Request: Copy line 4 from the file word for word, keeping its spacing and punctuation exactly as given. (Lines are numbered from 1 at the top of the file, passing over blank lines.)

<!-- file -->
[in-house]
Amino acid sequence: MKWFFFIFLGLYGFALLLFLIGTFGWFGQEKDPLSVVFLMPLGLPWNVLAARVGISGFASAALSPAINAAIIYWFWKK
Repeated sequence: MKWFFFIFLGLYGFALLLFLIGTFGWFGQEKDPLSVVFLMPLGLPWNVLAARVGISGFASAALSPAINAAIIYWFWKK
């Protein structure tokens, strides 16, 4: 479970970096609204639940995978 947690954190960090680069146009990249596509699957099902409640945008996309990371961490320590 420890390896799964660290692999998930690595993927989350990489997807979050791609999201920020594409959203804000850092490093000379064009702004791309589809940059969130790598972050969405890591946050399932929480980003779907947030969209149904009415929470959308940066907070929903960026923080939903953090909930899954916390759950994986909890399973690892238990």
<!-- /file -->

């Protein structure tokens, strides 16, 4: 479970970096609204639940995978 947690954190960090680069146009990249596509699957099902409640945008996309990371961490320590 420890390896799964660290692999998930690595993927989350990489997807979050791609999201920020594409959203804000850092490093000379064009702004791309589809940059969130790598972050969405890591946050399932929480980003779907947030969209149904009415929470959308940066907070929903960026923080939903953090909930899954916390759950994986909890399973690892238990």